To increase Liberia’s chances for success, reach out to our well-positioned compatriots in the diaspora, not in the usual lackadaisical way, but rather in a serious, policy-driven manner. Establish the Ministry of Diaspora Affairs, grant full dual-citizenship to people of Liberian Heritage without restrictions and push for Diaspora Liberians to vote from abroad!

Leverage this by capitalizing on their expertise to improve our human development index, raise additional taxes for national development and draw them home to be the starters of that “in-country” middleclass that will keep it all together. Design some part of your policy around the Liberian Diaspora; they have the means and could be the grease that oils the engines that give Liberia the boost our country desperately needs. Secondly, base your hiring decisions on straight meritocracy; only employ Liberia’s best and brightest especially for the most senior, policy-making positions. 

Moreover, center key components of your policy on local job creation. We are not talking some vacation jobs touted by kowtowing political lackeys, but real permanent employments – like the ones you will see in agriculture, start-up industries, sanitation, construction, transportation, tourism and small businesses. These kind of employments will shift the people’s minds from attention-grabbing, corrupt politicians to the power of the will of the people. 

Understand our strength and weaknesses. Reorient our focus from natural resource export for revenue generation to local industry development and expansion because these will give us the greatest returns and best possibilities for the revision of Liberia.

Natural resource extraction and exportation have given us near zero benefit and never will give us the growth we seek until we prepare to guard our interests and maximize any potential benefit that can be derived from natural resource exploration. For these reasons, halt any further concession agreements until the rule of law is strong enough, the technical knowhow and institutions are developed and able to protect our interests. Furthermore, because Liberia does not have the expertise (or refuses to use the ones it has due to mostly political reasons) to negotiate with these multi-nationals who take full advantage of our gullibility and the lapses in our tendering process, Liberia will always get the short end of such deals. Our leaders must appreciate this fact and position their policies to protect against such intrusions and exploitations.

Nevertheless, we may not have the resources we need now to do everything we want. However, we can stretch our current resources by giving priority to growth drivers such as the rule of law, education, road connectivity, electrification, security and health infrastructure – limit wasting huge sums of money on wooing investors; prepare locally and investors will come pouring in without lifting a finger. A stable environment is the most important attractor of investors, not pity or begging!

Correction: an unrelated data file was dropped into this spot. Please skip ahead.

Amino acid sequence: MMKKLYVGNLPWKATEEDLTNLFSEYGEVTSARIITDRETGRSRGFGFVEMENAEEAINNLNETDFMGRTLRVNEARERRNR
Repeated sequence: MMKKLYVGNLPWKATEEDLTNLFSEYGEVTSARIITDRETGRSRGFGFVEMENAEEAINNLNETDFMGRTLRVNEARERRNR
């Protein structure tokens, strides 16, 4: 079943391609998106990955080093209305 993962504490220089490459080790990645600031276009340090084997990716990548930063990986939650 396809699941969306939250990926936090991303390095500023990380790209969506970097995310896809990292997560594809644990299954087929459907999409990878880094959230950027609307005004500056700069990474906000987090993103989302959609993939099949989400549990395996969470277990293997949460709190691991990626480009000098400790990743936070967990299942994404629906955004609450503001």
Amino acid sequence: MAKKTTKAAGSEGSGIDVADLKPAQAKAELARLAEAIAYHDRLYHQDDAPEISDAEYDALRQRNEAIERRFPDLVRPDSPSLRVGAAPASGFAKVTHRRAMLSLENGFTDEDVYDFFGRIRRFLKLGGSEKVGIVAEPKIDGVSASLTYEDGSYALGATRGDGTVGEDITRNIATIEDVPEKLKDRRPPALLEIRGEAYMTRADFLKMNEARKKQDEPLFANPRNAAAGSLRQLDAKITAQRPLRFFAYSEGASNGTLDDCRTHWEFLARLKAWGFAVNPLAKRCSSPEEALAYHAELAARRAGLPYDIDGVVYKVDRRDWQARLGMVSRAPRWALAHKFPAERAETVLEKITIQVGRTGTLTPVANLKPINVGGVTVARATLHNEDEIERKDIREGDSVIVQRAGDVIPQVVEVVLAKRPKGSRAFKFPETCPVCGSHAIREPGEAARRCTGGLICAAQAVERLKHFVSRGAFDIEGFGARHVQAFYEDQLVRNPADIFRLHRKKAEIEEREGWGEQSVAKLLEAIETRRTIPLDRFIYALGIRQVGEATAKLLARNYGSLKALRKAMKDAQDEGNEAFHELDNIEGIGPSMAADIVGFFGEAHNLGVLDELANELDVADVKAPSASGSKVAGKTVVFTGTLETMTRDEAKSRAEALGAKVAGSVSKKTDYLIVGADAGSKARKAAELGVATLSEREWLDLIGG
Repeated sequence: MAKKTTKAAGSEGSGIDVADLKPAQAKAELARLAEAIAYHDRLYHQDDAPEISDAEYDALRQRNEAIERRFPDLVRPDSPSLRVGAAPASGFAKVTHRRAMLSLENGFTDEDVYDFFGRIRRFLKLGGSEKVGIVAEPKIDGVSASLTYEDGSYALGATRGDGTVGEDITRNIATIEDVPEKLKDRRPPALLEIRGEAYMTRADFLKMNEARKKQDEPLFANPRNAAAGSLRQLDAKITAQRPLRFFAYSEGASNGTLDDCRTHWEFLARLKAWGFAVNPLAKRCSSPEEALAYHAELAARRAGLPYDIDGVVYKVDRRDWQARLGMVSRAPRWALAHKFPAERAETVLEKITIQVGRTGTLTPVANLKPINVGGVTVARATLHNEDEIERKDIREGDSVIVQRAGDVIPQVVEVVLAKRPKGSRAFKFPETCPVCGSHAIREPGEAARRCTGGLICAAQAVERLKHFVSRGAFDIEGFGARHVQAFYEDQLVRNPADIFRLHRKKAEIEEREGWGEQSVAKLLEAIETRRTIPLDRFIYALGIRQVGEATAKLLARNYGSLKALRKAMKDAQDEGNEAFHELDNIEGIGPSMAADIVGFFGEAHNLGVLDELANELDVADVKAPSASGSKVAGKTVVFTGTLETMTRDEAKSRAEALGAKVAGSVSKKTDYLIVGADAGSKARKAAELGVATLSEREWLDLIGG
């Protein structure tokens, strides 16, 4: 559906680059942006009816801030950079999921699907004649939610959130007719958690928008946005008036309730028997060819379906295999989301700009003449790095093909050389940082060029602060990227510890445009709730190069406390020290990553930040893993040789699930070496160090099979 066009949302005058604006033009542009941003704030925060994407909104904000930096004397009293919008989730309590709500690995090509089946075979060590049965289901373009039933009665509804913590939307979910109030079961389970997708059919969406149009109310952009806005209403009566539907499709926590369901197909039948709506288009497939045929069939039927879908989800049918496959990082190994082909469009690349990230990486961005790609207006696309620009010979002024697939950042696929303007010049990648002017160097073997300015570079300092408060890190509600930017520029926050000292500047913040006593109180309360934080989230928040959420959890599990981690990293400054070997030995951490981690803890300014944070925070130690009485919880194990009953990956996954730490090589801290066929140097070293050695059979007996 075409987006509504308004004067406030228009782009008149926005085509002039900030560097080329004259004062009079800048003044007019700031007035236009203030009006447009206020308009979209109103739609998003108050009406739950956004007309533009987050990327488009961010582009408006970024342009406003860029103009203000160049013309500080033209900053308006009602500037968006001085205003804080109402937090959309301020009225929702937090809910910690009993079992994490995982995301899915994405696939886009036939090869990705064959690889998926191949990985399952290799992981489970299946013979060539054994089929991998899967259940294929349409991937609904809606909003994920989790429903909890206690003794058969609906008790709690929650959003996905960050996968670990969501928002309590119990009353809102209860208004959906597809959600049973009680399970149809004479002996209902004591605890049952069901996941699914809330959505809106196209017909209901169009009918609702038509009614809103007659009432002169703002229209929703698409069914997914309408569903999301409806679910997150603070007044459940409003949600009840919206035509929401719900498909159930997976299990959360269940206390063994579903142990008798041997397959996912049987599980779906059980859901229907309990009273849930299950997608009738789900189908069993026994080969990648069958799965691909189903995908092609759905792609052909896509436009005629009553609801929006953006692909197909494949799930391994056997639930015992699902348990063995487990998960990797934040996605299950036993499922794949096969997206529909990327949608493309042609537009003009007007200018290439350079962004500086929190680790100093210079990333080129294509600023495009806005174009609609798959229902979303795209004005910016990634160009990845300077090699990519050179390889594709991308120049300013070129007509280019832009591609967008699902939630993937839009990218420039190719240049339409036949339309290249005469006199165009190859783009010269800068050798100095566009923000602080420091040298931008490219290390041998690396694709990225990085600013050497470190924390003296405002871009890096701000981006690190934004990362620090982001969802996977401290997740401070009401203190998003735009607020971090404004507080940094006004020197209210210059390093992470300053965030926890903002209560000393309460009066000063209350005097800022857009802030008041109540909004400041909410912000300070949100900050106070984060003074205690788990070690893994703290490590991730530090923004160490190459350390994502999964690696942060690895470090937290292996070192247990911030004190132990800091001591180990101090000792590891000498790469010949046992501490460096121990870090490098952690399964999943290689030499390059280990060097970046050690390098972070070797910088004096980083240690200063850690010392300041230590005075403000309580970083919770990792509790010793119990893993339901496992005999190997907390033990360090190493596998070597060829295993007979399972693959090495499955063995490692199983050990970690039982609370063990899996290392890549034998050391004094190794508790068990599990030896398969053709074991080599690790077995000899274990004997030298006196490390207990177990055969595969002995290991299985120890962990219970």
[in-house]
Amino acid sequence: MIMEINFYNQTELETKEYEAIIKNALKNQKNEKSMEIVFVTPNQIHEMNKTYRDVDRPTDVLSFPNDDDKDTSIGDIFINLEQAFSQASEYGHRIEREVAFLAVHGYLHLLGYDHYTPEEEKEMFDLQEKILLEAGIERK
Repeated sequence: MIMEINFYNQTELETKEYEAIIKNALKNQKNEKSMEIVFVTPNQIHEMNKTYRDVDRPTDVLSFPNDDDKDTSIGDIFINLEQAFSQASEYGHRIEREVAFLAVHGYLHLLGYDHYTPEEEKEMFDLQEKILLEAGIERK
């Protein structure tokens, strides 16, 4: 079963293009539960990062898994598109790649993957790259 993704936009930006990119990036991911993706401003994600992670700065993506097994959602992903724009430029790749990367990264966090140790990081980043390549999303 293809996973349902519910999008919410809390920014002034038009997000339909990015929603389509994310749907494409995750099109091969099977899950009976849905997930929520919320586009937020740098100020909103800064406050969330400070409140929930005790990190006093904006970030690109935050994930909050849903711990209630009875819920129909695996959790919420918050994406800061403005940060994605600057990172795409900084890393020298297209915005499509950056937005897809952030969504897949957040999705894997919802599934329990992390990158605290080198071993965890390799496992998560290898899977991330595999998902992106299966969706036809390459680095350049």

Furthermore, a system of balanced budget allocations that ensures equitability and expands government strategy across the country will buttress policies and lay the foundation that is needed to build a robust, free market system that will give our people the tool to partake in the creation and maintenance of a Liberian centered economic system. The Liberian Budget must give power to the people!

On the other hand, put government salaries into local context – stop having First World Salaries and ridiculous perks for Third World Government Officials who add little to no value to the country. Relate officials’ salaries to Gross National Income (GNI)/Per Capita Income (Liberia’s $621/annum, World Bank) to the average civil servant pay. Make it law that no one should make more that 5x (or in special cases more than 10x) the average civil servant pay. Remember, less than 1% of non-business owners in the entire country can make more that USD$1000/month! Why pay more than this? Governance is about service, not accumulation of wealth. If people want to get rich, let them go start a business. Shift the difference from localizing and normalizing salaries to direct people and infrastructure development.

In reality, this chance will not come from some distant shore nor will it be actualized by transient Arab Traders, or strings attached World Bank Loans nor hand sanitizer-carrying NGOs, but rather it must be championed by the Flomos, Kollies, Kromahs, Glaygbos, Sendolos, Massaquois, etc. In essence, it must be ushered in by everyday Liberians who are willing to put all on the line to create the Liberia we all imagine for all of posterity – those of us at home and abroad!     

About the Author: Mr. Dualu is the author of a series of articles on how to improve Liberia’s current desperate conditions. Some of those articles include: “The Modernization Guide for Liberia”, “A Guide to Picking Liberia’s Next President”, “Leveraging Liberia’s Resources to Lift the Pro-Poor Agenda”. The author works as a financial professional out of Massachusetts.

Visited 160 times, 1 visit(s) today

Comments are closed.